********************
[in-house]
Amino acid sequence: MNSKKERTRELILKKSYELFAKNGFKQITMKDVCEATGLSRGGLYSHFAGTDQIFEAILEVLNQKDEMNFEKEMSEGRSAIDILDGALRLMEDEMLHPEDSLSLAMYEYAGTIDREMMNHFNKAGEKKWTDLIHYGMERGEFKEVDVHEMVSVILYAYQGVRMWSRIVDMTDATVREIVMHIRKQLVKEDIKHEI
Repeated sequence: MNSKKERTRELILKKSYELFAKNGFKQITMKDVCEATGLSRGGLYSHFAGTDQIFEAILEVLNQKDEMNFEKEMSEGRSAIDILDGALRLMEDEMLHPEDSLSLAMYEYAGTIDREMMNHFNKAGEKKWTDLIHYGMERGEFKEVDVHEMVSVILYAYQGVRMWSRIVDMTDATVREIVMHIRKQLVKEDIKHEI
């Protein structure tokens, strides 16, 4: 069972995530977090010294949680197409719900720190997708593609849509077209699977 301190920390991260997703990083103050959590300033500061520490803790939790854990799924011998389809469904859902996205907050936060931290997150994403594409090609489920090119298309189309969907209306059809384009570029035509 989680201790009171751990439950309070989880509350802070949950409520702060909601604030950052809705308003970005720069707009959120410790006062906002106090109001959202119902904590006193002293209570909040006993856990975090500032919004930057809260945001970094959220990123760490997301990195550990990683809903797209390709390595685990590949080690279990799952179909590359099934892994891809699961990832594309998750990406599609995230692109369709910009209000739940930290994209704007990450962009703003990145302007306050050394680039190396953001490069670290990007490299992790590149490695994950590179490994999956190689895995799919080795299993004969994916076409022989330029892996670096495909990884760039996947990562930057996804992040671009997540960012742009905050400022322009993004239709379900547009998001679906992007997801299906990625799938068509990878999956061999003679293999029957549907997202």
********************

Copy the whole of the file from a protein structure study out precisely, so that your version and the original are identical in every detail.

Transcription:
[in-house]
Amino acid sequence: MNSKKERTRELILKKSYELFAKNGFKQITMKDVCEATGLSRGGLYSHFAGTDQIFEAILEVLNQKDEMNFEKEMSEGRSAIDILDGALRLMEDEMLHPEDSLSLAMYEYAGTIDREMMNHFNKAGEKKWTDLIHYGMERGEFKEVDVHEMVSVILYAYQGVRMWSRIVDMTDATVREIVMHIRKQLVKEDIKHEI
Repeated sequence: MNSKKERTRELILKKSYELFAKNGFKQITMKDVCEATGLSRGGLYSHFAGTDQIFEAILEVLNQKDEMNFEKEMSEGRSAIDILDGALRLMEDEMLHPEDSLSLAMYEYAGTIDREMMNHFNKAGEKKWTDLIHYGMERGEFKEVDVHEMVSVILYAYQGVRMWSRIVDMTDATVREIVMHIRKQLVKEDIKHEI
């Protein structure tokens, strides 16, 4: 069972995530977090010294949680197409719900720190997708593609849509077209699977 301190920390991260997703990083103050959590300033500061520490803790939790854990799924011998389809469904859902996205907050936060931290997150994403594409090609489920090119298309189309969907209306059809384009570029035509 989680201790009171751990439950309070989880509350802070949950409520702060909601604030950052809705308003970005720069707009959120410790006062906002106090109001959202119902904590006193002293209570909040006993856990975090500032919004930057809260945001970094959220990123760490997301990195550990990683809903797209390709390595685990590949080690279990799952179909590359099934892994891809699961990832594309998750990406599609995230692109369709910009209000739940930290994209704007990450962009703003990145302007306050050394680039190396953001490069670290990007490299992790590149490695994950590179490994999956190689895995799919080795299993004969994916076409022989330029892996670096495909990884760039996947990562930057996804992040671009997540960012742009905050400022322009993004239709379900547009998001679906992007997801299906990625799938068509990878999956061999003679293999029957549907997202």